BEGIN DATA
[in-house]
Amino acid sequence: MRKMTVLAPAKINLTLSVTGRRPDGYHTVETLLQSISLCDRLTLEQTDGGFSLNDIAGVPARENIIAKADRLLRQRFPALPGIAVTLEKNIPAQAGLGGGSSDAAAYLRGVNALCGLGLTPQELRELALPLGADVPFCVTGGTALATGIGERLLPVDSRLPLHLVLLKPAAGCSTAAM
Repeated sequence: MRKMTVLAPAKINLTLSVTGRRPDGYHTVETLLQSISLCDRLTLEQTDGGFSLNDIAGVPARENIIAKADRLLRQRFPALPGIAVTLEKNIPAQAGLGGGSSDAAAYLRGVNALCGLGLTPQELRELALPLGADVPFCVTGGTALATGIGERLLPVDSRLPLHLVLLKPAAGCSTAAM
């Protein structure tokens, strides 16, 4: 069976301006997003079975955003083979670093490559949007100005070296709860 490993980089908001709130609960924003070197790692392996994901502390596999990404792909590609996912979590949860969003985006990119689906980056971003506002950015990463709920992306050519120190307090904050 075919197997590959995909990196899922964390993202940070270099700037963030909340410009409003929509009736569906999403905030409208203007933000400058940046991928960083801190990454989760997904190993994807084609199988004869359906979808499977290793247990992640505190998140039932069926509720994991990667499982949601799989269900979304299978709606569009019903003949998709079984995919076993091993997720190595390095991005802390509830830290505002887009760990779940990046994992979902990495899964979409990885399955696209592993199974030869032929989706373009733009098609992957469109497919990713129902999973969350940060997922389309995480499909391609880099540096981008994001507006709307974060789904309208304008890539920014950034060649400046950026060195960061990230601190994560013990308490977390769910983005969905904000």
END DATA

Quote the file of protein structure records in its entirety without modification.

[in-house]
Amino acid sequence: MRKMTVLAPAKINLTLSVTGRRPDGYHTVETLLQSISLCDRLTLEQTDGGFSLNDIAGVPARENIIAKADRLLRQRFPALPGIAVTLEKNIPAQAGLGGGSSDAAAYLRGVNALCGLGLTPQELRELALPLGADVPFCVTGGTALATGIGERLLPVDSRLPLHLVLLKPAAGCSTAAM
Repeated sequence: MRKMTVLAPAKINLTLSVTGRRPDGYHTVETLLQSISLCDRLTLEQTDGGFSLNDIAGVPARENIIAKADRLLRQRFPALPGIAVTLEKNIPAQAGLGGGSSDAAAYLRGVNALCGLGLTPQELRELALPLGADVPFCVTGGTALATGIGERLLPVDSRLPLHLVLLKPAAGCSTAAM
């Protein structure tokens, strides 16, 4: 069976301006997003079975955003083979670093490559949007100005070296709860 490993980089908001709130609960924003070197790692392996994901502390596999990404792909590609996912979590949860969003985006990119689906980056971003506002950015990463709920992306050519120190307090904050 075919197997590959995909990196899922964390993202940070270099700037963030909340410009409003929509009736569906999403905030409208203007933000400058940046991928960083801190990454989760997904190993994807084609199988004869359906979808499977290793247990992640505190998140039932069926509720994991990667499982949601799989269900979304299978709606569009019903003949998709079984995919076993091993997720190595390095991005802390509830830290505002887009760990779940990046994992979902990495899964979409990885399955696209592993199974030869032929989706373009733009098609992957469109497919990713129902999973969350940060997922389309995480499909391609880099540096981008994001507006709307974060789904309208304008890539920014950034060649400046950026060195960061990230601190994560013990308490977390769910983005969905904000």